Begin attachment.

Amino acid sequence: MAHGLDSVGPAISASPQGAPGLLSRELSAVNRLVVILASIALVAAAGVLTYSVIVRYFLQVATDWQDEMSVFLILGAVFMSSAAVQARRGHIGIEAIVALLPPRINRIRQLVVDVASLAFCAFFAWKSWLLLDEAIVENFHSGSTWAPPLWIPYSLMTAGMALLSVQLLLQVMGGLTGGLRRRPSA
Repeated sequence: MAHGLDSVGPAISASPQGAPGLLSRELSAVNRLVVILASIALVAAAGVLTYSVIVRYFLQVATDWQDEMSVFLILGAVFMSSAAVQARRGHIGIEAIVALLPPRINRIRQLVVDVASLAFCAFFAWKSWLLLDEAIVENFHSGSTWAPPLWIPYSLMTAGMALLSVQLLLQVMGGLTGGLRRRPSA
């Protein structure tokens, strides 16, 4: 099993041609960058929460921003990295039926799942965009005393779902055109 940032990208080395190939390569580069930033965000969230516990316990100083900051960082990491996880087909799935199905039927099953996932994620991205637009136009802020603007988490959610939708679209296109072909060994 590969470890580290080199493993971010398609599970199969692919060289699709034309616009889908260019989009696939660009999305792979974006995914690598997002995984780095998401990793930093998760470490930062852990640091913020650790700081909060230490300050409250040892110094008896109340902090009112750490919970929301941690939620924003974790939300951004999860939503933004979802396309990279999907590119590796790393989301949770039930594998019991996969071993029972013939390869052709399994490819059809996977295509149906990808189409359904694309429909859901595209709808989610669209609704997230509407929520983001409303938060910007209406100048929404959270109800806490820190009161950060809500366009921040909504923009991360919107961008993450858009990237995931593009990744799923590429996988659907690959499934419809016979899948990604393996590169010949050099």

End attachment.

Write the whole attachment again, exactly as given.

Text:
Amino acid sequence: MAHGLDSVGPAISASPQGAPGLLSRELSAVNRLVVILASIALVAAAGVLTYSVIVRYFLQVATDWQDEMSVFLILGAVFMSSAAVQARRGHIGIEAIVALLPPRINRIRQLVVDVASLAFCAFFAWKSWLLLDEAIVENFHSGSTWAPPLWIPYSLMTAGMALLSVQLLLQVMGGLTGGLRRRPSA
Repeated sequence: MAHGLDSVGPAISASPQGAPGLLSRELSAVNRLVVILASIALVAAAGVLTYSVIVRYFLQVATDWQDEMSVFLILGAVFMSSAAVQARRGHIGIEAIVALLPPRINRIRQLVVDVASLAFCAFFAWKSWLLLDEAIVENFHSGSTWAPPLWIPYSLMTAGMALLSVQLLLQVMGGLTGGLRRRPSA
């Protein structure tokens, strides 16, 4: 099993041609960058929460921003990295039926799942965009005393779902055109 940032990208080395190939390569580069930033965000969230516990316990100083900051960082990491996880087909799935199905039927099953996932994620991205637009136009802020603007988490959610939708679209296109072909060994 590969470890580290080199493993971010398609599970199969692919060289699709034309616009889908260019989009696939660009999305792979974006995914690598997002995984780095998401990793930093998760470490930062852990640091913020650790700081909060230490300050409250040892110094008896109340902090009112750490919970929301941690939620924003974790939300951004999860939503933004979802396309990279999907590119590796790393989301949770039930594998019991996969071993029972013939390869052709399994490819059809996977295509149906990808189409359904694309429909859901595209709808989610669209609704997230509407929520983001409303938060910007209406100048929404959270109800806490820190009161950060809500366009921040909504923009991360919107961008993450858009990237995931593009990744799923590429996988659907690959499934419809016979899948990604393996590169010949050099």